Shooting from the Mouth

WHEN was the last time you heard some Plain Speaking? I recommend this book by Merle Miller, an oral autobiography of one of the most underrated presidents, Harry S Truman. Truman often went against the grain of public opinion, unafraid of controversy. When questioned on his firing of General Douglas Macarthur, he responded bluntly, "I fired him because he wouldn't respect the authority of the President. That's the answer to that. I didn't fire him because he was a dumb son of a bitch, although he was, but that's not against the law for Generals." Another controversial issue during Truman's presidency was the dropping of the A-bomb. His sentiment: "The bomb stopped the war."

Discover the mind of this remarkable man in Plain Speaking (Berkley paperback). EMILY O'BRIEN Vienna, Va.

Baroque Nocturne

A PERSON accustomed to steamed broccoli and skinless chicken breasts might get sick on a triple-scoop hot fudge sundae topped with whipped cream. Similarly, readers weaned on the lean cuisine of modern literature may gag on William Hope Hodgson. In 1918, a German shell blew him to fragments at the age of 40, just six years after the publication of his bizarre fantasy, The Night Land (available in hardcover from Hyperion Press).

Do not expect plausible science fiction. This is a nightmarish world, the inspiration for many more realistic end-of-civilization novels by later writers. In Hodgson's imagined future, "the Sun's slow ceasing" has left the earth a cold cinder where the last humans cower in a cavernous metal pyramid, remnant of a long-forgotten technology, surrounded by the menace of a mutant ecology. The narrator, driven into an out-of-body state by the death of his wife, envisages himself as an explorer in this wilderness.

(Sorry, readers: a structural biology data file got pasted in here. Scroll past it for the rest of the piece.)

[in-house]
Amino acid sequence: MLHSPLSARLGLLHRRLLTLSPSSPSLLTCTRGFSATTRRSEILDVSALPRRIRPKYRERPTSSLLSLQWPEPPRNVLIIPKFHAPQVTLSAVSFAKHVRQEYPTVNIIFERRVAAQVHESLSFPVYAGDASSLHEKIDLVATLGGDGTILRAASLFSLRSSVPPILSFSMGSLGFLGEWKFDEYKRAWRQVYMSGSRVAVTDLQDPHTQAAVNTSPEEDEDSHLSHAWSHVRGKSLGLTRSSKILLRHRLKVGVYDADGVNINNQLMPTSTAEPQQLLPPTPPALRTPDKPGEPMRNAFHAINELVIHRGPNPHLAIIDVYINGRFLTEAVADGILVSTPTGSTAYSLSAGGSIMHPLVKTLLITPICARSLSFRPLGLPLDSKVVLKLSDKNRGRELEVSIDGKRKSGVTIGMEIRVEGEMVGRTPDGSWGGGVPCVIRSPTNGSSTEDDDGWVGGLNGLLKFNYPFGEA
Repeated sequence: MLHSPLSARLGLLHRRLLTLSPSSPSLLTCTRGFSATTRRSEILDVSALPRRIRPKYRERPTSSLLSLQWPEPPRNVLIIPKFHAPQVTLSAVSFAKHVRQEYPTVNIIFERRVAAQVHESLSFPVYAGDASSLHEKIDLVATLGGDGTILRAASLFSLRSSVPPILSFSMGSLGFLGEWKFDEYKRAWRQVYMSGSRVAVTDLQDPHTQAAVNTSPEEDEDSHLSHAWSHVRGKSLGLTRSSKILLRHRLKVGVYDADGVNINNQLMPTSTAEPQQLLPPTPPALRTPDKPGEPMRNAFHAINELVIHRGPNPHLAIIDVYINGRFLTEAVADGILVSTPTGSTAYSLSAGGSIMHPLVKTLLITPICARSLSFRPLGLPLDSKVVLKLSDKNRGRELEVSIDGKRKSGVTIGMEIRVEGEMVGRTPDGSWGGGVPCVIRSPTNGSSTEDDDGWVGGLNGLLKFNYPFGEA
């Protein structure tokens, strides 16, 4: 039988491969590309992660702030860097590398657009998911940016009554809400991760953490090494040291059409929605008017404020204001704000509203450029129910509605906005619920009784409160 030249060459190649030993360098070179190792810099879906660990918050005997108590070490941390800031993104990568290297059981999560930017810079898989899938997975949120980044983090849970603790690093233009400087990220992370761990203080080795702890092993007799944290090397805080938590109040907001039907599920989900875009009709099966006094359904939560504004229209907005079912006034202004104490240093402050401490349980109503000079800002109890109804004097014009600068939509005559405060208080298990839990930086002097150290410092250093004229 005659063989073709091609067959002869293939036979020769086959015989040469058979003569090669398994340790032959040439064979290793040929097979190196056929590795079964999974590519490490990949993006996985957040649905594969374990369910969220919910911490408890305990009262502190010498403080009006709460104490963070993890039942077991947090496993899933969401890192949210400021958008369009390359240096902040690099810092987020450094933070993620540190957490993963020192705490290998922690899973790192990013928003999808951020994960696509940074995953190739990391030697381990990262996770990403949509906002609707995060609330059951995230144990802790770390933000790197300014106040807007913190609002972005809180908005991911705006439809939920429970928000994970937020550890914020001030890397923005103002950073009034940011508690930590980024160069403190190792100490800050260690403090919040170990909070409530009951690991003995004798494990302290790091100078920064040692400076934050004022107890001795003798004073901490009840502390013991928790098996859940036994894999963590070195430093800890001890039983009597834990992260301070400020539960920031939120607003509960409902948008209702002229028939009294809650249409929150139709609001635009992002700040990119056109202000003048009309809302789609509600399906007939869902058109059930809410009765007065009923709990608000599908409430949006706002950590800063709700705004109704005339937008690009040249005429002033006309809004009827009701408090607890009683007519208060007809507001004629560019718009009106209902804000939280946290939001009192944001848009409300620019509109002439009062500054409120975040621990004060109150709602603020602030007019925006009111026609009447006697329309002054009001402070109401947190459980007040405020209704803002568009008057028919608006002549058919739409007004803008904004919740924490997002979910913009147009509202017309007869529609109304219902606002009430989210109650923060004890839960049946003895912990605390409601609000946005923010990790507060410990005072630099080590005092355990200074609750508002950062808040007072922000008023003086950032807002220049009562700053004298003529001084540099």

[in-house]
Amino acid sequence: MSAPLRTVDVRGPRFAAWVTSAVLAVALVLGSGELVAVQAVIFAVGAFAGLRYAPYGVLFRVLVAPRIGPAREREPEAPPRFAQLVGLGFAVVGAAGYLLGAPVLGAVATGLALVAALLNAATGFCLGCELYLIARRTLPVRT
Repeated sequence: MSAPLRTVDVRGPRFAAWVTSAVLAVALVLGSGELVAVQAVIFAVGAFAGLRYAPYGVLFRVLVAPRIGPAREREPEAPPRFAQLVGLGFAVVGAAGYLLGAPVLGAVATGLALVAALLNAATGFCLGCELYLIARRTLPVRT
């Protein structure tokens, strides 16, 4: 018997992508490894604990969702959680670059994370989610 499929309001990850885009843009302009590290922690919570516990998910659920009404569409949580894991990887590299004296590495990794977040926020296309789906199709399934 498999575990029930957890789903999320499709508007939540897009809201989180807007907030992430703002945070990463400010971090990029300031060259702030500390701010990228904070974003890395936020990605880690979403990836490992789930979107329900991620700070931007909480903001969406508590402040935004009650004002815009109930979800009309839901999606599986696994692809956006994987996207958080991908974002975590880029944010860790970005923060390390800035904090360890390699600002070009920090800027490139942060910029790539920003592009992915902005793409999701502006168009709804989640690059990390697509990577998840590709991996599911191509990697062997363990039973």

Here's a taste of Hodgson's quasi-biblical style: "And there came a mighty chasm, so deep that none might see the bottom thereof; and there rushed therein an ocean, and the earth did burst afresh with a sound that did shake all the cities of the world; and a great mist lay upon the earth for many days, and there was a mighty rain." By modern standards this is dreadful writing, easy to mock. But prose so rich in rhythm and alliteration seduces as surely as chocolate. Read The Night Land aloud by firelight on a winter night. You may begin to find contemporary novels dry toast indeed. LELIA LOBAN LEE Falls Church

IN reference to Charles P. Blahous's recommendation of The Great American Baseball Card Flipping, Trading, and Bubble Gum Book (Book World, Oct. 21), I would like to point out that although it is indeed out of print at the moment, Ticknor & Fields is publishing a paperback edition for the spring 1991 season. JOHN HERMAN Editorial Director Ticknor & Fields

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